TORONTO (Reuters) - Canadian Prime Minister Justin Trudeau has canceled his planned trip to Barbados to help resolve widespread rail disruptions caused by indigenous rights activists opposing the construction of a natural gas pipeline, his office said on Sunday.
Indigenous communities across Canada have been blocking some key railway lines for nearly two weeks in protest against the Coastal GasLink pipeline in British Columbia, which has forced Canada’s biggest railroad, Canadian National Railway Co, to shut operations in eastern Canada.
Indigenous Services Minister Marc Miller, who held talks with some indigenous communities on Saturday, told a talk show on Sunday the unrest and its impact on the economy amounted to a national crisis.
“Following the government’s ongoing efforts to address infrastructure disruptions across the country, the Prime Minister will convene the Incident Response Group tomorrow to discuss steps forward,” Trudeau’s office said in a statement.
The C$6.6 billion ($4.97 billion) pipeline at the heart of the dispute would move natural gas from northeastern British Columbia to the Pacific Coast, where the liquefied natural gas Canada export facility led by Royal Dutch Shell Plc is under construction. The pipeline will be operated by TC Energy Corp.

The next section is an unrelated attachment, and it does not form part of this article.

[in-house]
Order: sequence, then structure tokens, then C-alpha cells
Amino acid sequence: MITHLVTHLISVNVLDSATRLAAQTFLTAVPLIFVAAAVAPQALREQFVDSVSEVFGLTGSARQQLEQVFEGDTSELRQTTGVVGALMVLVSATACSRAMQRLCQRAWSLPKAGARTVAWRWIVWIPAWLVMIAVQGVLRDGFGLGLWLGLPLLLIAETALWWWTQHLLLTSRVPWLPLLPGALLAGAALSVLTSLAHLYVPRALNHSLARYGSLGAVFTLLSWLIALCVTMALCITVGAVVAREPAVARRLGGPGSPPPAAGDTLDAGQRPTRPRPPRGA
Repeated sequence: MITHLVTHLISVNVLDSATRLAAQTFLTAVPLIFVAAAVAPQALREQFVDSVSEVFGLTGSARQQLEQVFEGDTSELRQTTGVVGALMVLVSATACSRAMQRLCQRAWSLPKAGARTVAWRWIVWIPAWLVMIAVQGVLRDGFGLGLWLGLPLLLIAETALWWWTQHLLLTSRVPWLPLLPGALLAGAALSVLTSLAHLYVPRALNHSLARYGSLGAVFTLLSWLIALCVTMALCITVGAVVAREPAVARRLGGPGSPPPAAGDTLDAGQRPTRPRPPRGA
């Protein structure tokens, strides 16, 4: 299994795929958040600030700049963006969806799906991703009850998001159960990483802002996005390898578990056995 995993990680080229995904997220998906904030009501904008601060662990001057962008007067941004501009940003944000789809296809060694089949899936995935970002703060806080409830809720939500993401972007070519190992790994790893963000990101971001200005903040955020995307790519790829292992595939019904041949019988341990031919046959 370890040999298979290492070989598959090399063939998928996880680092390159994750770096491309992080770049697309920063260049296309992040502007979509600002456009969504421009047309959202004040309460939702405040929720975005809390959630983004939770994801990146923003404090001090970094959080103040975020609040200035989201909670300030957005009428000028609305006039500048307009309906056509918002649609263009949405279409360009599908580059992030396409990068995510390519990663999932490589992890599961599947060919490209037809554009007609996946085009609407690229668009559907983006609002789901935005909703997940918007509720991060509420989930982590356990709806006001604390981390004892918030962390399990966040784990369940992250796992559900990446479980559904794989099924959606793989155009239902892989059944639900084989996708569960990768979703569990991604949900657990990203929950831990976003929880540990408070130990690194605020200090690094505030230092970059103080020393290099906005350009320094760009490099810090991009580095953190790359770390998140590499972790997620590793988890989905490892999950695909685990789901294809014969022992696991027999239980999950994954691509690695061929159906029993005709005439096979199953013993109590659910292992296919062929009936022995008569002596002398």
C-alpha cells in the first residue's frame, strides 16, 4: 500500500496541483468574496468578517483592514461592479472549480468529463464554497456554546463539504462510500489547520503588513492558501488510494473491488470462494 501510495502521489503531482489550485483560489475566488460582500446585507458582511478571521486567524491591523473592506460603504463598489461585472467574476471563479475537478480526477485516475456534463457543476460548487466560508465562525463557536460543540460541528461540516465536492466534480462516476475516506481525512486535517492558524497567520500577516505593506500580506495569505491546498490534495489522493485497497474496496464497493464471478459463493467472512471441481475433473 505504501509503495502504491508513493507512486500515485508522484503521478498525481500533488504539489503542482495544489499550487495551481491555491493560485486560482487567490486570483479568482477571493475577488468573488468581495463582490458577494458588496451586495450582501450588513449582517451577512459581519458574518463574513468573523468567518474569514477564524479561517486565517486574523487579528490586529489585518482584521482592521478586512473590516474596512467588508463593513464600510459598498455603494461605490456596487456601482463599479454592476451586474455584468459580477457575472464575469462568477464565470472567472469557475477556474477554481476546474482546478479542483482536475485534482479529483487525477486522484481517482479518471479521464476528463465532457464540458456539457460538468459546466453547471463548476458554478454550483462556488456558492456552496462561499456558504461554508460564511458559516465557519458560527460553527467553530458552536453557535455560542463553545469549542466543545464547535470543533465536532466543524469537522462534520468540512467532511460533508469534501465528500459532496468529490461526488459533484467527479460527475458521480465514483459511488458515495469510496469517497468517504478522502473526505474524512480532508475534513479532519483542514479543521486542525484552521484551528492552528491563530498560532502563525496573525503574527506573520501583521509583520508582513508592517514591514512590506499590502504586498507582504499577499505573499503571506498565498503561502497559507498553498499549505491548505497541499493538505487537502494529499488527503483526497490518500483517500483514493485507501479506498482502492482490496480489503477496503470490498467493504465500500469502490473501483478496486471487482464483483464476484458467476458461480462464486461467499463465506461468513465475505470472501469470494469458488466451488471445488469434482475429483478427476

In December, private equity firm KKR & Co Inc and Alberta Investment Management Corp agreed to buy a majority stake in Coastal GasLink.
The protests were sparked by the arrests of people opposing the pipeline’s construction on traditional land of the Wet’suwet’en community. Some 28% of the 670-km (420-mile) route passes through Wet’suwet’en lands.
The most damaging protest is near Belleville in Ontario, the most-populous Canadian province. Canadian National has won court injunctions to end the action but the Ontario Provincial Police, responsible for enforcing the measures, has so far not acted.
The Canadian Broadcasting Corp reported on Saturday that at least 66 shipping vessels were stalled in British Columbia’s waters because of rail blockades.
Trudeau was set to attend the Conference of Heads of Government of the Caribbean Community (CARICOM) in Barbados this week. Instead, Canada will be represented by Foreign Minister François-Philippe Champagne, the statement added.
Reporting by Denny Thomas; Editing by Peter Cooney
Our Standards: The Thomson Reuters Trust Principles.